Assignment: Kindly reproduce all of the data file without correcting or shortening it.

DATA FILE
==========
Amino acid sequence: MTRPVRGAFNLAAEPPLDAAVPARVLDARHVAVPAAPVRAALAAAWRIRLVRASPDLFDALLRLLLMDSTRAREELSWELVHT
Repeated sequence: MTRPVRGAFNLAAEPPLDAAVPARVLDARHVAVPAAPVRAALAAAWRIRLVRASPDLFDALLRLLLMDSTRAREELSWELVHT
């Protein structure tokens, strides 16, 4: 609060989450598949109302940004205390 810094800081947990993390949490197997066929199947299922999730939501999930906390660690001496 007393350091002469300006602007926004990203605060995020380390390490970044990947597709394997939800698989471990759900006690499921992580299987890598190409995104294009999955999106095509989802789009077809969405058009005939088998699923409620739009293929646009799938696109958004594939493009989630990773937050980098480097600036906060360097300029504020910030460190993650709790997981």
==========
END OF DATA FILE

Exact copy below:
Amino acid sequence: MTRPVRGAFNLAAEPPLDAAVPARVLDARHVAVPAAPVRAALAAAWRIRLVRASPDLFDALLRLLLMDSTRAREELSWELVHT
Repeated sequence: MTRPVRGAFNLAAEPPLDAAVPARVLDARHVAVPAAPVRAALAAAWRIRLVRASPDLFDALLRLLLMDSTRAREELSWELVHT
């Protein structure tokens, strides 16, 4: 609060989450598949109302940004205390 810094800081947990993390949490197997066929199947299922999730939501999930906390660690001496 007393350091002469300006602007926004990203605060995020380390390490970044990947597709394997939800698989471990759900006690499921992580299987890598190409995104294009999955999106095509989802789009077809969405058009005939088998699923409620739009293929646009799938696109958004594939493009989630990773937050980098480097600036906060360097300029504020910030460190993650709790997981």